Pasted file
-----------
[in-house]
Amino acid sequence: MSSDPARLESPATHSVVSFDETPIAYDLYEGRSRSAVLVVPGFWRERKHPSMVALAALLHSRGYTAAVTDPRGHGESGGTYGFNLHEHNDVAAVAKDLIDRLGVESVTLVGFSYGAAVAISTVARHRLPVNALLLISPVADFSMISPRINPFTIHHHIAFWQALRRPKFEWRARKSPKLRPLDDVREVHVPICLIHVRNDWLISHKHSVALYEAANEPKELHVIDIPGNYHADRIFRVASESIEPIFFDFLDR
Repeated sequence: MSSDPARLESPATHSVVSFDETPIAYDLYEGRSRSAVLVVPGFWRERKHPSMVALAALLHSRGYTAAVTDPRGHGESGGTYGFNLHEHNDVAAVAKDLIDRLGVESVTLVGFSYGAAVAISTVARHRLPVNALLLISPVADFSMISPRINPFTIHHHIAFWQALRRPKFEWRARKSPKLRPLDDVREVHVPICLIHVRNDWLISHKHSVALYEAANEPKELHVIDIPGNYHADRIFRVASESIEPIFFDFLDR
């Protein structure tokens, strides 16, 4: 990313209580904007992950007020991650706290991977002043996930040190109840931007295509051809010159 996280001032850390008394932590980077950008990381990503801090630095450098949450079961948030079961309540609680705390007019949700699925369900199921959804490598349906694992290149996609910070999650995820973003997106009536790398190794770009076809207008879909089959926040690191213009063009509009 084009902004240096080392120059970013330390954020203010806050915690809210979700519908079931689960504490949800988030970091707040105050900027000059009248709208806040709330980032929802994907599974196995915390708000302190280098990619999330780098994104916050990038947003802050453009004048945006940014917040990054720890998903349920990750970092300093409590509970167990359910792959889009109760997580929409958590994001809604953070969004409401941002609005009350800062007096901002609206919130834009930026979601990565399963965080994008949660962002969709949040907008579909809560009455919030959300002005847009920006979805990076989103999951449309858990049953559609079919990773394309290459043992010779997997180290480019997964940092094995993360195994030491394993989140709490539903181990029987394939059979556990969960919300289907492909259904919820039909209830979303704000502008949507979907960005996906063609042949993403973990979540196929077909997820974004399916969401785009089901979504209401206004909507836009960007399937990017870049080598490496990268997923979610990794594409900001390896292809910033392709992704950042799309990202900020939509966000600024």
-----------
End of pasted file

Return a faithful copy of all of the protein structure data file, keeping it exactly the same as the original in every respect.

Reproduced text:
[in-house]
Amino acid sequence: MSSDPARLESPATHSVVSFDETPIAYDLYEGRSRSAVLVVPGFWRERKHPSMVALAALLHSRGYTAAVTDPRGHGESGGTYGFNLHEHNDVAAVAKDLIDRLGVESVTLVGFSYGAAVAISTVARHRLPVNALLLISPVADFSMISPRINPFTIHHHIAFWQALRRPKFEWRARKSPKLRPLDDVREVHVPICLIHVRNDWLISHKHSVALYEAANEPKELHVIDIPGNYHADRIFRVASESIEPIFFDFLDR
Repeated sequence: MSSDPARLESPATHSVVSFDETPIAYDLYEGRSRSAVLVVPGFWRERKHPSMVALAALLHSRGYTAAVTDPRGHGESGGTYGFNLHEHNDVAAVAKDLIDRLGVESVTLVGFSYGAAVAISTVARHRLPVNALLLISPVADFSMISPRINPFTIHHHIAFWQALRRPKFEWRARKSPKLRPLDDVREVHVPICLIHVRNDWLISHKHSVALYEAANEPKELHVIDIPGNYHADRIFRVASESIEPIFFDFLDR
């Protein structure tokens, strides 16, 4: 990313209580904007992950007020991650706290991977002043996930040190109840931007295509051809010159 996280001032850390008394932590980077950008990381990503801090630095450098949450079961948030079961309540609680705390007019949700699925369900199921959804490598349906694992290149996609910070999650995820973003997106009536790398190794770009076809207008879909089959926040690191213009063009509009 084009902004240096080392120059970013330390954020203010806050915690809210979700519908079931689960504490949800988030970091707040105050900027000059009248709208806040709330980032929802994907599974196995915390708000302190280098990619999330780098994104916050990038947003802050453009004048945006940014917040990054720890998903349920990750970092300093409590509970167990359910792959889009109760997580929409958590994001809604953070969004409401941002609005009350800062007096901002609206919130834009930026979601990565399963965080994008949660962002969709949040907008579909809560009455919030959300002005847009920006979805990076989103999951449309858990049953559609079919990773394309290459043992010779997997180290480019997964940092094995993360195994030491394993989140709490539903181990029987394939059979556990969960919300289907492909259904919820039909209830979303704000502008949507979907960005996906063609042949993403973990979540196929077909997820974004399916969401785009089901979504209401206004909507836009960007399937990017870049080598490496990268997923979610990794594409900001390896292809910033392709992704950042799309990202900020939509966000600024």